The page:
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The art of asking for a favor

IT managers who are overworked and understaffed may find the help they need just by asking. This week's installment of Artner's Law explains how to avoid the pitfalls when asking for a favor.


A few weeks ago, I wrote a column called “The art and science of ‘I don’t know,’” in which I outlined my thoughts on why it was so hard for many IT managers to say those three simple words. It seemed to hit a chord, for many of you posted comments in our Discussion Center about your experiences regarding “I don’t know.”
To add to this discussion, post your comment to this article. We're talking about why so many IT managers with a demanding workload find it difficult to ask for help. Each week, the person who provides the best feedback to an Artner's Law column will win a free TechRepublic coffee mug.
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This week, I’m taking up another situation that all too many of us seem to have problems handling properly. Judging by some of the polls and surveys we’ve done lately, it’s clear that IT professionals are working a ton of hours. In fact, one recent TechRepublic poll showed that over 70 percent of you have had to cancel or reschedule a vacation due to work demands.

Figure A
It’s hard for many of you to get away.


So you’re overworked and understaffed. More projects are being added, and current projects are being changed midstream. With all the demands on your time and attention, why is it so hard to ask for a favor?

Marathon men and women?
When I say that it’s difficult for technical managers to ask for a favor, I mean two things. First, many people are simply reluctant to ask for help of any kind, evidently viewing management as a kind of Ironman Triathlon, except that you wear khakis and a polo shirt instead of a T-shirt and spandex bike shorts.

You have to feel sorry for these folks, but their folly will eventually catch up with them. If there’s one thing the last decade has taught us, it’s that technology not only permits collaboration, but it also demands it. You simply can’t do it alone anymore, even if you wanted to.

Tips for effective favor solicitation
In this article, however, I’m concentrating on something else. Judging from a lot of the IT managers I talk with, many folks want to ask for a favor, but they just aren’t very good at it. Here are some things to keep in mind when asking for assistance:
  • If you’re going to ask for a favor, ask for it. By definition, if you’re asking someone for a favor, you’re imposing on them. At least have the courage to ask and not beat around the bush, hoping the other party will volunteer.
    Some folks are even more disingenuous. Back when I worked in the telecom industry, I was promoted to senior management at a regional long-distance carrier. During my first week at the new job, after our weekly strategy meeting, the president came up to me and said how impressed he was with some point I had made during the meeting and wondered if I would like to have lunch with him and discuss it further. As you might expect, his appeal to my vanity was entirely successful, and I canceled my existing lunch plans to join him. As we walked out to the parking lot, he said casually, “Why don’t you drive? As a matter of fact, after lunch, we can swing by and pick up my car from the shop.”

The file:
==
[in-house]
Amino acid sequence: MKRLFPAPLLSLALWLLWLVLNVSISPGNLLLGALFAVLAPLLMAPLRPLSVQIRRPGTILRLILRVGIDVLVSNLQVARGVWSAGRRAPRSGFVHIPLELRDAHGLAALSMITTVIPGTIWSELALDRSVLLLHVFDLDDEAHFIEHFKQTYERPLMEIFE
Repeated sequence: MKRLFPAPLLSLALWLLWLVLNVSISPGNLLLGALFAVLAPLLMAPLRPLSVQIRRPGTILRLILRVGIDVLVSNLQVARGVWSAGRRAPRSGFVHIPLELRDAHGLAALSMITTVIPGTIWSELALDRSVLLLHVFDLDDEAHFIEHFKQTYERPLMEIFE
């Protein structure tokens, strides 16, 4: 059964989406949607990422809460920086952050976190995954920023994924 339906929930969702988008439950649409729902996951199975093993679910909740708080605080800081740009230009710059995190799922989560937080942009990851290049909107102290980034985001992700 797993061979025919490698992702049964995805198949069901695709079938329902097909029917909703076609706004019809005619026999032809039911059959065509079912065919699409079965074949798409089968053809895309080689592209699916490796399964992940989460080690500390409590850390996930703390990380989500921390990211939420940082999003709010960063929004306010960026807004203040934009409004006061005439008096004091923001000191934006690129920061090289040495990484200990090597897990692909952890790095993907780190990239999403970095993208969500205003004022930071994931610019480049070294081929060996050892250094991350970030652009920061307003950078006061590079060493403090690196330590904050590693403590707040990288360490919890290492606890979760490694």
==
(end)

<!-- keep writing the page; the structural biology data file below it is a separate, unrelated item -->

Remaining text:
Can you imagine? Rather than simply asking for a favor (me dropping him off to pick up his car), he invented a bogus lunch meeting just so he had a driver. As you might imagine, I lost any respect I had for him during that lunch, which was one of those sit-here-while-I-spend-20-minutes-on-my-cell-phone deals.
  • Acknowledge that it is a favor. This is related to the first point. Don’t pretend that what you’re asking the other person to do is not going to result in extra work, whether trivial or substantial.
  • If it’s not optional, it’s not a favor. This is crucial. A favor is something that a person can either do or not do. If you’re not giving the other person the opportunity to decline the extra work, you’re not really asking for a favor—you’re giving them more work. There is a big difference between saying, “I need you to pick up Danny’s work orders next week while he’s on vacation” and “Can you do me a favor and pick up Danny’s work orders next week while he’s on vacation?” In the first case, you’re assigning extra work to one of your people. After all, as a manager, that’s your job. In the second case, you’re asking one of your people to agree to pick up some extra work. Don’t ask them to agree if they don’t really have a choice—it’s not fair to the employee. You’re pretending that the employee has latitude that he or she doesn’t really have.
  • A favor doesn’t last forever. By its very nature, a favor has a limited life span. If you’re asking someone to permanently pick up an extra assignment, that’s not a favor but a change in job description. That’s entirely different than asking someone to fill in for you at a meeting, for example.
  • If it’s personal, emphasize that “no” is OK. IT managers have a special responsibility to make it clear that a favor can be denied, if it’s a personal request. Many employees feel a certain amount of pressure to agree to such requests—you need to be very up-front that if it’s not convenient for the employee, you can make other arrangements.



Why this matters
Why all this focus on the proper way to ask for a favor? It seems clear that no matter how busy you are now, the coming year will be even busier. Chances are, you’ll have to ask your staff to pick up more work, on both a temporary and permanent basis. How you approach that task will affect how they respond.
What methods do you use when your workload becomes overwhelming? Send me an e-mail or post a comment to this article.

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